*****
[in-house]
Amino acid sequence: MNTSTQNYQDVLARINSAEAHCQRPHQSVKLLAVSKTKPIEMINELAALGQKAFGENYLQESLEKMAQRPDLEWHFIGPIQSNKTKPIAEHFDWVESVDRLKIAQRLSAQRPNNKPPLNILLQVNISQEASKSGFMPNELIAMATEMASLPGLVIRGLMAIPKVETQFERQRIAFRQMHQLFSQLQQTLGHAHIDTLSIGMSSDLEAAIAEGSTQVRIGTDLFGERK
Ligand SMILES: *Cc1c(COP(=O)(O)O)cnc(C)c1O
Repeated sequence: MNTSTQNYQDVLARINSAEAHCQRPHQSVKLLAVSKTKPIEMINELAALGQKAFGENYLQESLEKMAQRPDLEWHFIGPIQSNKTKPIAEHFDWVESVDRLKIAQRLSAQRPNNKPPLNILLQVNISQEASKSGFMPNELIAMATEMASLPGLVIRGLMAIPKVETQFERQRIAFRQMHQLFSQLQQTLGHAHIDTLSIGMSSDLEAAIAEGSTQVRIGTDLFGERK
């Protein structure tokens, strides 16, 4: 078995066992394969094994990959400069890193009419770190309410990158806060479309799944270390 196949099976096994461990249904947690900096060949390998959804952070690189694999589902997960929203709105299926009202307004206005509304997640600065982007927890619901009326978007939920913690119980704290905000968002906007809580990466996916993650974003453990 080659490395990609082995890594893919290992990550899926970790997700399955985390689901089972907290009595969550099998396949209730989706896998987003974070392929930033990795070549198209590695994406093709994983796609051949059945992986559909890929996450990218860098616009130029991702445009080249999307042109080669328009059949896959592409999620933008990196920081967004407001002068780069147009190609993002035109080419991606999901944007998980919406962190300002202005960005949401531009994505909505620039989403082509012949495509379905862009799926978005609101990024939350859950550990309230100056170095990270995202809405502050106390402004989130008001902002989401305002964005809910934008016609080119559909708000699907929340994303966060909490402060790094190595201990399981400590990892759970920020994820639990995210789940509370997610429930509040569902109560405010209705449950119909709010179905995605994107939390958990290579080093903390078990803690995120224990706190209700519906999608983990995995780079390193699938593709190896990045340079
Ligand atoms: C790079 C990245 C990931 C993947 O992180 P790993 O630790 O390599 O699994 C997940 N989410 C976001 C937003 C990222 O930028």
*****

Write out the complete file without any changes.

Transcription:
[in-house]
Amino acid sequence: MNTSTQNYQDVLARINSAEAHCQRPHQSVKLLAVSKTKPIEMINELAALGQKAFGENYLQESLEKMAQRPDLEWHFIGPIQSNKTKPIAEHFDWVESVDRLKIAQRLSAQRPNNKPPLNILLQVNISQEASKSGFMPNELIAMATEMASLPGLVIRGLMAIPKVETQFERQRIAFRQMHQLFSQLQQTLGHAHIDTLSIGMSSDLEAAIAEGSTQVRIGTDLFGERK
Ligand SMILES: *Cc1c(COP(=O)(O)O)cnc(C)c1O
Repeated sequence: MNTSTQNYQDVLARINSAEAHCQRPHQSVKLLAVSKTKPIEMINELAALGQKAFGENYLQESLEKMAQRPDLEWHFIGPIQSNKTKPIAEHFDWVESVDRLKIAQRLSAQRPNNKPPLNILLQVNISQEASKSGFMPNELIAMATEMASLPGLVIRGLMAIPKVETQFERQRIAFRQMHQLFSQLQQTLGHAHIDTLSIGMSSDLEAAIAEGSTQVRIGTDLFGERK
């Protein structure tokens, strides 16, 4: 078995066992394969094994990959400069890193009419770190309410990158806060479309799944270390 196949099976096994461990249904947690900096060949390998959804952070690189694999589902997960929203709105299926009202307004206005509304997640600065982007927890619901009326978007939920913690119980704290905000968002906007809580990466996916993650974003453990 080659490395990609082995890594893919290992990550899926970790997700399955985390689901089972907290009595969550099998396949209730989706896998987003974070392929930033990795070549198209590695994406093709994983796609051949059945992986559909890929996450990218860098616009130029991702445009080249999307042109080669328009059949896959592409999620933008990196920081967004407001002068780069147009190609993002035109080419991606999901944007998980919406962190300002202005960005949401531009994505909505620039989403082509012949495509379905862009799926978005609101990024939350859950550990309230100056170095990270995202809405502050106390402004989130008001902002989401305002964005809910934008016609080119559909708000699907929340994303966060909490402060790094190595201990399981400590990892759970920020994820639990995210789940509370997610429930509040569902109560405010209705449950119909709010179905995605994107939390958990290579080093903390078990803690995120224990706190209700519906999608983990995995780079390193699938593709190896990045340079
Ligand atoms: C790079 C990245 C990931 C993947 O992180 P790993 O630790 O390599 O699994 C997940 N989410 C976001 C937003 C990222 O930028």